Registrations for the IPEd accreditation exam close on 22 July 2022.

IPEd


Many times in my life I’ve worked as a writer or editor. Sometimes it’s been a lonely gig. Other times I’ve been welcomed as part of a larger team. The best times were always when I was with like-minded friends. And, as an editor, the very best of these were when I’ve been with fellow word-loving folks. 

Many people who don’t edit think all editors are grammarians. And, let’s face it, even as I write this there’s probably an editor out there who wants to fix this sentence. And this one. And probably this one too.

Like humans, though, we’re all different. Some are on the path of comma correctness. Some are advocates for a cause. Some find a happy middle ground. I’m in the advocate camp, but sometimes you just need to get the job done. Like any good editor, I can comfortably find my way to a place where best practice meets practical needs. 

This meeting place is what makes working in a team of editors and writers so very good. It’s the chat around the water-cooler of words. It’s hard to describe if you’ve never had the pleasure. I think it’s a little like Wordle. The enjoyment of playing the game only lasts a minute or two. It’s what happens afterwards that makes it so grand. It’s that push and pull of the after-words. The quiet, shared knowledge of a verb or two.

We’ve all worked in roles on our own. We can make it work and can create great things. The sweet weaving that comes from other professionals, though? That’s something else. It’s about support and camaraderie. It goes beyond the how-to. Saving perhaps your own good self, dear reader, very few editors know the answer to every question. The hive-mind of people who love and respect words? It’s a gem. A treasure. A deep, dark blanket of all the connected fragments. They gather together to give you confidence. And, sometimes, to give you pause. Because that’s what the best editing friend will do for you. Help you question. Help you know.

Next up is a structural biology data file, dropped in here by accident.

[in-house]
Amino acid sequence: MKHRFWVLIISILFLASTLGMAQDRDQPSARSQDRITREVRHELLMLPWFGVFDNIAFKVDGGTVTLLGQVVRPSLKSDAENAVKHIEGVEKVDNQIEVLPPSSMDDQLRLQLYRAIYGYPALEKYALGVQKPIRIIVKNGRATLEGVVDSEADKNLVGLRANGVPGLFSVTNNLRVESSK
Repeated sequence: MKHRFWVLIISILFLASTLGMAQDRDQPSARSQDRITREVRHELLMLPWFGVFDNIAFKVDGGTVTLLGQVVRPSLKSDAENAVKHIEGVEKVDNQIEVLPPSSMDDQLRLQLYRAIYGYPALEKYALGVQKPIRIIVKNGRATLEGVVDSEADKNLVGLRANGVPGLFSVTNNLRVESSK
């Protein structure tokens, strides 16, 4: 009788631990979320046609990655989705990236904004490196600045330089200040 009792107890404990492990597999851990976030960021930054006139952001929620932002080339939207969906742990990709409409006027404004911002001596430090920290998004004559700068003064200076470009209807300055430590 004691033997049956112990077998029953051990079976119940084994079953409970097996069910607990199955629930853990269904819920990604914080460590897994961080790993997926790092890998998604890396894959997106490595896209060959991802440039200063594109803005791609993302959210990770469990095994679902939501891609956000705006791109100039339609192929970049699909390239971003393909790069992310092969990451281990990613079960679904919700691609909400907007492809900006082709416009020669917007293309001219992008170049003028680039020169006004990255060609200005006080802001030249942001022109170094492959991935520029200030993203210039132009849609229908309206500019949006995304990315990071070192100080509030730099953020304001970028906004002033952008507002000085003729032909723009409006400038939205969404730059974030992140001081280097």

A gathering of editors is a boisterous affair. But when we listen, we hear more voices. We learn different ways of thinking. With any luck, and with the storm at our shoulders, we might even lower barriers or open doors for a reader or two.

We rarely get to choose whether we work with other editors. But when you can, it’s worth it. And if you can’t? Go looking. Find yourself a happy huddle of editors. We’re worth the effort. 

Is the editing life a lonely one? It can be. When it isn’t, though, it’s more than a little fine.

 

Rosalie Wodecki has more than 20 years experience as an editor and online writer. Over half of that time has been with the South Australian Department for Education. She has a deep and unending love of plain English.